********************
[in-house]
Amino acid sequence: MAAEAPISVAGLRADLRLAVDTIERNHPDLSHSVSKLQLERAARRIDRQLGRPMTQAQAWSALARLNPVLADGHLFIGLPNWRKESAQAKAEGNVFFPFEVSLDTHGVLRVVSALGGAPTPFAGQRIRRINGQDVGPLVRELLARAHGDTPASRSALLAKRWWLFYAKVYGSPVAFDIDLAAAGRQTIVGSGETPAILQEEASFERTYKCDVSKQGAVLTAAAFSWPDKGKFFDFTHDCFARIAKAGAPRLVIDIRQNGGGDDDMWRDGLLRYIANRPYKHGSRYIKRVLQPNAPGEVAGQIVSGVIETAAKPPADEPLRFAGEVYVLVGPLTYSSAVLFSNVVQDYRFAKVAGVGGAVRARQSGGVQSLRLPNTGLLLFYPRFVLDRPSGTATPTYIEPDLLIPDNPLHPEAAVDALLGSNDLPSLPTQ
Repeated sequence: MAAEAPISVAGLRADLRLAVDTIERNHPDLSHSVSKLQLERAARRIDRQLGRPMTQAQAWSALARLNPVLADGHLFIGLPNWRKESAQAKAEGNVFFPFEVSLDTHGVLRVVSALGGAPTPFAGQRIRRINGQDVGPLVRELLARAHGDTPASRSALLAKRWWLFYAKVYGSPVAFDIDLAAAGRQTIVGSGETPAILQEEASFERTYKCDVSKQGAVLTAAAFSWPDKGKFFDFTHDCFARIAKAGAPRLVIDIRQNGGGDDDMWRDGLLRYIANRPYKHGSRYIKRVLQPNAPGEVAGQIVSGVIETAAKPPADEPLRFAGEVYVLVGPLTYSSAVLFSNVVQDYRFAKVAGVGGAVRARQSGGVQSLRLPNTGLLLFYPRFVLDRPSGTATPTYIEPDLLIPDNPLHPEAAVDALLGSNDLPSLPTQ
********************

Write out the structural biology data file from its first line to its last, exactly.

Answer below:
[in-house]
Amino acid sequence: MAAEAPISVAGLRADLRLAVDTIERNHPDLSHSVSKLQLERAARRIDRQLGRPMTQAQAWSALARLNPVLADGHLFIGLPNWRKESAQAKAEGNVFFPFEVSLDTHGVLRVVSALGGAPTPFAGQRIRRINGQDVGPLVRELLARAHGDTPASRSALLAKRWWLFYAKVYGSPVAFDIDLAAAGRQTIVGSGETPAILQEEASFERTYKCDVSKQGAVLTAAAFSWPDKGKFFDFTHDCFARIAKAGAPRLVIDIRQNGGGDDDMWRDGLLRYIANRPYKHGSRYIKRVLQPNAPGEVAGQIVSGVIETAAKPPADEPLRFAGEVYVLVGPLTYSSAVLFSNVVQDYRFAKVAGVGGAVRARQSGGVQSLRLPNTGLLLFYPRFVLDRPSGTATPTYIEPDLLIPDNPLHPEAAVDALLGSNDLPSLPTQ
Repeated sequence: MAAEAPISVAGLRADLRLAVDTIERNHPDLSHSVSKLQLERAARRIDRQLGRPMTQAQAWSALARLNPVLADGHLFIGLPNWRKESAQAKAEGNVFFPFEVSLDTHGVLRVVSALGGAPTPFAGQRIRRINGQDVGPLVRELLARAHGDTPASRSALLAKRWWLFYAKVYGSPVAFDIDLAAAGRQTIVGSGETPAILQEEASFERTYKCDVSKQGAVLTAAAFSWPDKGKFFDFTHDCFARIAKAGAPRLVIDIRQNGGGDDDMWRDGLLRYIANRPYKHGSRYIKRVLQPNAPGEVAGQIVSGVIETAAKPPADEPLRFAGEVYVLVGPLTYSSAVLFSNVVQDYRFAKVAGVGGAVRARQSGGVQSLRLPNTGLLLFYPRFVLDRPSGTATPTYIEPDLLIPDNPLHPEAAVDALLGSNDLPSLPTQ